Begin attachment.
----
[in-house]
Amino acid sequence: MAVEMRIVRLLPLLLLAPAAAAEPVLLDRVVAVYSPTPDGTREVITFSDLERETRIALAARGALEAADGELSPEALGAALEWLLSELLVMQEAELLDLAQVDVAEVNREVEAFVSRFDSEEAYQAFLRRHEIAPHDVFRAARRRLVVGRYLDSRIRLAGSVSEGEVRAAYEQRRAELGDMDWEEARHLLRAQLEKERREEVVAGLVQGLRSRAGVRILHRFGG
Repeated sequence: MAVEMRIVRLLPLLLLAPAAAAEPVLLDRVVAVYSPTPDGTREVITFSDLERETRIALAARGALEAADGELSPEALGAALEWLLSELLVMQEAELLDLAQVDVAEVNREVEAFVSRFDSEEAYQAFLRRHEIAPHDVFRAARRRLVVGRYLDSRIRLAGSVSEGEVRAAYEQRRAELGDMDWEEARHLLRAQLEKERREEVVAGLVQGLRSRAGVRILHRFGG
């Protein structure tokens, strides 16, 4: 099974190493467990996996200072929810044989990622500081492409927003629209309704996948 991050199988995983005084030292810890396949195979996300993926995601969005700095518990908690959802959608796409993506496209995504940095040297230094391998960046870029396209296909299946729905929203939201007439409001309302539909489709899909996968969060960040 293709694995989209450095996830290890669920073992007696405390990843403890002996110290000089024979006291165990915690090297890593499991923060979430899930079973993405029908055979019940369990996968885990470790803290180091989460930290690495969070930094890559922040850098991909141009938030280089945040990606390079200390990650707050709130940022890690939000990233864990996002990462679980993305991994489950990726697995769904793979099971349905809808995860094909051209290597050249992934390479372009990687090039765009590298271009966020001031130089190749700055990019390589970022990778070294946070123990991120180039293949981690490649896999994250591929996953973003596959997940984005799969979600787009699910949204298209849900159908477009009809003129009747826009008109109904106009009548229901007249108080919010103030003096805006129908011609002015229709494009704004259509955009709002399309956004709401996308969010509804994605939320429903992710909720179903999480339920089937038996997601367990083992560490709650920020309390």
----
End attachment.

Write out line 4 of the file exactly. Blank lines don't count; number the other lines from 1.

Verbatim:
């Protein structure tokens, strides 16, 4: 099974190493467990996996200072929810044989990622500081492409927003629209309704996948 991050199988995983005084030292810890396949195979996300993926995601969005700095518990908690959802959608796409993506496209995504940095040297230094391998960046870029396209296909299946729905929203939201007439409001309302539909489709899909996968969060960040 293709694995989209450095996830290890669920073992007696405390990843403890002996110290000089024979006291165990915690090297890593499991923060979430899930079973993405029908055979019940369990996968885990470790803290180091989460930290690495969070930094890559922040850098991909141009938030280089945040990606390079200390990650707050709130940022890690939000990233864990996002990462679980993305991994489950990726697995769904793979099971349905809808995860094909051209290597050249992934390479372009990687090039765009590298271009966020001031130089190749700055990019390589970022990778070294946070123990991120180039293949981690490649896999994250591929996953973003596959997940984005799969979600787009699910949204298209849900159908477009009809003129009747826009008109109904106009009548229901007249108080919010103030003096805006129908011609002015229709494009704004259509955009709002399309956004709401996308969010509804994605939320429903992710909720179903999480339920089937038996997601367990083992560490709650920020309390």